Vegan Myths: Plant-based diets are lacking certain nutrients
Written by Keira Edwards-Huolohan
Created Monday, 09 December 2013
This is one that I bet we've all heard, or that perhaps you've said. Vegans are often accused of not getting enough nutrients, looking 'sickly' and pale and 'in need of a good steak'. As it turns out, vegans are actually able to get all the nutrients they need from plants. Except for B12, which I'll explain soon.
Veganism has been around for decades and there are people who have been vegan and healthy for decades. Plant-based diets have been looked at by the Dietitians Association of Australia (n.d.) and found to be healthy if planned correctly. There are, however, concerns and things to think about when moving on to a plant-based diet in regards to absorption, availability and more. In this post I'll cover iron, essential fatty acids, B12, calcium and vitamin D.
I am not a dietitian or a nutritionist and I encourage you to talk to a professional before making changes to your diet. This information is intended to be educational and for general interest only and is not intended to be used as nutritional advice.
Vegans have been found to have higher intakes of iron than non-vegans (Davey et al 2002), while vegetarians have been found to be no more likely to be deficient than non-vegetarians (Saunders et al 2012). However, another study found that although the average intake of iron was over the RDI, many young women were iron deficient (Waldmann et al 2004). Therefore, I think it is something that vegans should be aware of in their diets.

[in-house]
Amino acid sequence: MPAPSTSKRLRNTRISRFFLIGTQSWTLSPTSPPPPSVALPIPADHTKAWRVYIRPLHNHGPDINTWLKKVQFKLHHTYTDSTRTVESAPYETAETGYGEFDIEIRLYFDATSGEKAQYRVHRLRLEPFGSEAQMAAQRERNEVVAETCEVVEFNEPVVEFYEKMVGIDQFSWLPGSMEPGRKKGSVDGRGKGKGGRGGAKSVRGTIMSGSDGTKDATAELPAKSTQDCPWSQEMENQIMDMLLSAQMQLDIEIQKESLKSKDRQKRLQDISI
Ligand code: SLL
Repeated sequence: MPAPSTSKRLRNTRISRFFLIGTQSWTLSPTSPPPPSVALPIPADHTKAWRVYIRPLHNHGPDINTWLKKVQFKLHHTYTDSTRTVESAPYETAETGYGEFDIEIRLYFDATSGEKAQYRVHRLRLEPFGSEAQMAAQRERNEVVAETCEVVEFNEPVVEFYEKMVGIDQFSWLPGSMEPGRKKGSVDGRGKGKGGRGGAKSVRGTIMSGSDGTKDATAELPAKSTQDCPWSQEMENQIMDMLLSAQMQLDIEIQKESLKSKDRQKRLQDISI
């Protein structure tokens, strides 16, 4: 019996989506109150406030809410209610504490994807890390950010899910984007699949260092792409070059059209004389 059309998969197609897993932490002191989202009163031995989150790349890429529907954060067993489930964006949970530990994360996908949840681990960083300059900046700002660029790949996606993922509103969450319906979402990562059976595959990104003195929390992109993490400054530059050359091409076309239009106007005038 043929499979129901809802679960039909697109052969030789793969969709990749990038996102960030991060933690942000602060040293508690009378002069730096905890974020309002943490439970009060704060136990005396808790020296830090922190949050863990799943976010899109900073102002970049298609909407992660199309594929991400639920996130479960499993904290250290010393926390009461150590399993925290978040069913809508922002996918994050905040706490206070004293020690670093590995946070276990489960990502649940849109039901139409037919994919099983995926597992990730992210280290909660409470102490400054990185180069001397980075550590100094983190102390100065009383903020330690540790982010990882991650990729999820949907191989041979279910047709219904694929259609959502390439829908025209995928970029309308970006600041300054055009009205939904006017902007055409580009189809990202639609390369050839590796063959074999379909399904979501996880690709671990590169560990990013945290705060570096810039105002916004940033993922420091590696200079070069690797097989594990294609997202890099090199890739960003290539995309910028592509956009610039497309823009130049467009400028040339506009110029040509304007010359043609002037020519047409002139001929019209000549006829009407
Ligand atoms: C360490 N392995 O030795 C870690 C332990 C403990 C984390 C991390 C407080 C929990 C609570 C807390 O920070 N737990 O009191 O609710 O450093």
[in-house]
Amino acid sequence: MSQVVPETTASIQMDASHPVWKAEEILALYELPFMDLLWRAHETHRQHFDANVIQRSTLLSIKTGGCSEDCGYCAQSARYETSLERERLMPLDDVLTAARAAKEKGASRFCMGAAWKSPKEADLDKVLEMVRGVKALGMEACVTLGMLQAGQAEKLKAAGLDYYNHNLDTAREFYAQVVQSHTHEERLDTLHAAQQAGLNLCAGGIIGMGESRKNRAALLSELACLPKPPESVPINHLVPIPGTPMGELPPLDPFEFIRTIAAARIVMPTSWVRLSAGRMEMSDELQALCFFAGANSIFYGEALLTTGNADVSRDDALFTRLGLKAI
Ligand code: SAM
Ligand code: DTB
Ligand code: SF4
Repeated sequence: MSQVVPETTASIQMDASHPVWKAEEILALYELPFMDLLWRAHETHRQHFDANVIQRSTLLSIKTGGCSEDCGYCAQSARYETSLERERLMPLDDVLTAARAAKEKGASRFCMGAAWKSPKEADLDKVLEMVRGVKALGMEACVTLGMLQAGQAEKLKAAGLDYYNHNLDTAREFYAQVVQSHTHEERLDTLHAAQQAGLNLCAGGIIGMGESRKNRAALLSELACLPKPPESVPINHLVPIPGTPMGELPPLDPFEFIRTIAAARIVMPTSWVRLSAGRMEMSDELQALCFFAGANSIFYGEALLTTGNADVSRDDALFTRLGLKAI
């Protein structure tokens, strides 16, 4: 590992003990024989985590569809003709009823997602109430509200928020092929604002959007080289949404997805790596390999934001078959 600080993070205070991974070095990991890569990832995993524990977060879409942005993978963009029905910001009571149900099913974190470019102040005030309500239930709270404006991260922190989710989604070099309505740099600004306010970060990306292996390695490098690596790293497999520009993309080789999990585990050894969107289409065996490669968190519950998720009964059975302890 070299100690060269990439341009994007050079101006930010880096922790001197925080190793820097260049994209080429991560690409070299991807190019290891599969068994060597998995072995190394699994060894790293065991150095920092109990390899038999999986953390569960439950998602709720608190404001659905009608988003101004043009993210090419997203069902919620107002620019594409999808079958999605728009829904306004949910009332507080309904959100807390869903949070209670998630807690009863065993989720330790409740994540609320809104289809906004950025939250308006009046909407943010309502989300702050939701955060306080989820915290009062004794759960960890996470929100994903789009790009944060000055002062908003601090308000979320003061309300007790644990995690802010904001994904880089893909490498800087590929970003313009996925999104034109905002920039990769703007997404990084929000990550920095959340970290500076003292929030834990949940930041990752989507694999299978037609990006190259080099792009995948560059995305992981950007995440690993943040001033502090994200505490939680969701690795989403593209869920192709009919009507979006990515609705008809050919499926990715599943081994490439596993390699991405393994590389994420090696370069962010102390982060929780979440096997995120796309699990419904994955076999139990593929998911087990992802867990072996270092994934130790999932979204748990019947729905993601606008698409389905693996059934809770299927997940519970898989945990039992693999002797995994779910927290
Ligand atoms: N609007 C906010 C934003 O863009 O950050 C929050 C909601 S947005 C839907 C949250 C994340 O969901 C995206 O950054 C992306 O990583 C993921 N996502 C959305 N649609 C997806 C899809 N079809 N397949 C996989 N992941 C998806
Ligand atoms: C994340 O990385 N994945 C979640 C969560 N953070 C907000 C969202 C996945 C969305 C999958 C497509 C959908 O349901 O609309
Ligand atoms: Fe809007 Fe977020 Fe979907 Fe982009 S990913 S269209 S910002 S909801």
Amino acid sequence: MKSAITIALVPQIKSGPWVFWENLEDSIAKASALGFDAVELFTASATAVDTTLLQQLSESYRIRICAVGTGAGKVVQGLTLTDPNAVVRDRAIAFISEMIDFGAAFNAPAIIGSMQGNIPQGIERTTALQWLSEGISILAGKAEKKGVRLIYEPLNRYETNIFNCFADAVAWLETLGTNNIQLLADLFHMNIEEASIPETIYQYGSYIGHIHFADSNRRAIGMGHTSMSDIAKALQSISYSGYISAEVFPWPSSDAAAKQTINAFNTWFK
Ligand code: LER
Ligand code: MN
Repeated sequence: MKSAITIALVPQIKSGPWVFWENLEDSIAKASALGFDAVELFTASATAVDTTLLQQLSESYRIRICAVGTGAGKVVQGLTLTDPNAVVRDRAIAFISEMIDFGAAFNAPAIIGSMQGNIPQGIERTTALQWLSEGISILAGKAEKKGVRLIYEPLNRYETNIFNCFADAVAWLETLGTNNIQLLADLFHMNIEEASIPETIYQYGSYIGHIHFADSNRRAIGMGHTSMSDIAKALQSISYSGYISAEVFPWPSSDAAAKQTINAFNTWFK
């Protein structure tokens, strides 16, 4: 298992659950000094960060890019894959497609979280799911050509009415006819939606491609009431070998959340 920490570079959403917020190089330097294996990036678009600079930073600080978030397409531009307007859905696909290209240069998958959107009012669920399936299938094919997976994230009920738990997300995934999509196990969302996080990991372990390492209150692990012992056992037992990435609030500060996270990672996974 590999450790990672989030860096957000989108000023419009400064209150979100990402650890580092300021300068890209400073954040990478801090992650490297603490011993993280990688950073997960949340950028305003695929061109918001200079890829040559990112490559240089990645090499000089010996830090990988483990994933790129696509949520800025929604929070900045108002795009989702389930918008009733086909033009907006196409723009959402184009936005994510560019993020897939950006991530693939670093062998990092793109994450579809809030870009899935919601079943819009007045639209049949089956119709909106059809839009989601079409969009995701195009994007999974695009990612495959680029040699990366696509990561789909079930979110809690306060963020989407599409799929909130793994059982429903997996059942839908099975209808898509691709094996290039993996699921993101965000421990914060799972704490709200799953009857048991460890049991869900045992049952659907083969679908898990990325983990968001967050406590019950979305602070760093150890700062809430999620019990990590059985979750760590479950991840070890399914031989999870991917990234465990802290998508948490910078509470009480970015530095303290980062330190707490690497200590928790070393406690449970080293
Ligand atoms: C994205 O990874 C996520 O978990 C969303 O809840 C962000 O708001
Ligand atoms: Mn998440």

Iron requirements can be higher for people who have absorption problems, don't eat enough vitamin C, are pregnant or menstruating or are athletes. Iron deficiency is common, with 25% of people around the world affected (Saunders et al 2012).
All of the iron that vegans consume is non-haem (Saunders et al 2012). There is a difference between haem and non-haem iron and how much of it is absorbed. Haem iron is found in large quantities in animal-based foods; 55-60% of the iron in animal flesh is haem iron (Iron Disorders Institute 2009). It is absorbed at a rate of “just under one quarter” (Better Health Channel 2011a), possibly as low as between 15 and 18% (Australian Institute of Sport Sports Nutrition 2009). Non-haem iron is found in large quantities in plant-based foods. About 2-8% of non-haem iron is absorbed (Better Health Channel 2011a), although some estimates have it as less than 5% (Australian Institute of Sport Sports Nutrition 2009). Because of this, it is estimated that vegans and vegetarians may have a higher RDI, about 1.8x that of non-vegans and non-vegetarians (Norris 2013; Saunders et al 2012).
*Female here seems to be used to refer to people who menstruate
Some sources of iron for a plant-based diet are listed in the table below. Data for this table were taken from the Queensland Government's (2011) information sheet on Iron.
There are a variety of ways to increase absorption, such as eating food containing vitamin C with meals and cooking your plant foods (Australian Institute of Sport Sports Nutrition 2009; Better Health Channel 2011a). There are also a variety of things that will inhibit absorption, such as drinking tea, wine and coffee with meals, and eating bran or soy (Australian Institute of Sport Sports Nutrition 2009; Better Health Channel 2011a). From this, we can see that plant-based diets definitely contain iron. If you are worried about how much iron you are getting, go to a doctor and ask for a blood test to see. This way you can know for sure and talk about what to do if it's too low or too high.
There are two EFAs that humans need to eat as they cannot produce them themselves; linoleic acid (LA) and α-linolenic acid (ALA) (Saunders, Davis & Garg 2012). These are converted in the human body; LA into arachidonic acid (AA) and ALA into EPA, DPA and DHA (Saunders, Davis & Garg 2012). I'm simplifying the process quite a bit, if you want to know more, check out my references. I've made the diagram below for people who are finding this confusing. I hope it helps.